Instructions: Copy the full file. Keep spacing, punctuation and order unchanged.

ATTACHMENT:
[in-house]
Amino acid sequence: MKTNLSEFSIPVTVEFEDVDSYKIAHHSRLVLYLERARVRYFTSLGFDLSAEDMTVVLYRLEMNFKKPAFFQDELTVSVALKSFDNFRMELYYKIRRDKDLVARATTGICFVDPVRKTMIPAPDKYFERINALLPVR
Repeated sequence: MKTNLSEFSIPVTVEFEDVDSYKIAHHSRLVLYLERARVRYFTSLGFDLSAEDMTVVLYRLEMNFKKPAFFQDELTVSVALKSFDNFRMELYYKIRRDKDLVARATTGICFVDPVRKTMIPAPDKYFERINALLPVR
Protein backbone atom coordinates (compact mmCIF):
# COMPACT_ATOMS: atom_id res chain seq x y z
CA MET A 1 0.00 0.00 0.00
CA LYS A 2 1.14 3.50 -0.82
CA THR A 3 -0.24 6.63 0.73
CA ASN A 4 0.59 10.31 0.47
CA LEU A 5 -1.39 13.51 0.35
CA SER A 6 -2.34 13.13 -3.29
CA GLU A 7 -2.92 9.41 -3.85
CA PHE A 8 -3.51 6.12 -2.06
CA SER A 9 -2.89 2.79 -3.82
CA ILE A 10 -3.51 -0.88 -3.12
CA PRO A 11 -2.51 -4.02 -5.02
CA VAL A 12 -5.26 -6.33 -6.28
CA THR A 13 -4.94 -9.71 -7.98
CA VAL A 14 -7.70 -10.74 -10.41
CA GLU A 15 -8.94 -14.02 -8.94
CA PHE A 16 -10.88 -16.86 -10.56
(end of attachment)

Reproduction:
[in-house]
Amino acid sequence: MKTNLSEFSIPVTVEFEDVDSYKIAHHSRLVLYLERARVRYFTSLGFDLSAEDMTVVLYRLEMNFKKPAFFQDELTVSVALKSFDNFRMELYYKIRRDKDLVARATTGICFVDPVRKTMIPAPDKYFERINALLPVR
Repeated sequence: MKTNLSEFSIPVTVEFEDVDSYKIAHHSRLVLYLERARVRYFTSLGFDLSAEDMTVVLYRLEMNFKKPAFFQDELTVSVALKSFDNFRMELYYKIRRDKDLVARATTGICFVDPVRKTMIPAPDKYFERINALLPVR
Protein backbone atom coordinates (compact mmCIF):
# COMPACT_ATOMS: atom_id res chain seq x y z
CA MET A 1 0.00 0.00 0.00
CA LYS A 2 1.14 3.50 -0.82
CA THR A 3 -0.24 6.63 0.73
CA ASN A 4 0.59 10.31 0.47
CA LEU A 5 -1.39 13.51 0.35
CA SER A 6 -2.34 13.13 -3.29
CA GLU A 7 -2.92 9.41 -3.85
CA PHE A 8 -3.51 6.12 -2.06
CA SER A 9 -2.89 2.79 -3.82
CA ILE A 10 -3.51 -0.88 -3.12
CA PRO A 11 -2.51 -4.02 -5.02
CA VAL A 12 -5.26 -6.33 -6.28
CA THR A 13 -4.94 -9.71 -7.98
CA VAL A 14 -7.70 -10.74 -10.41
CA GLU A 15 -8.94 -14.02 -8.94
CA PHE A 16 -10.88 -16.86 -10.56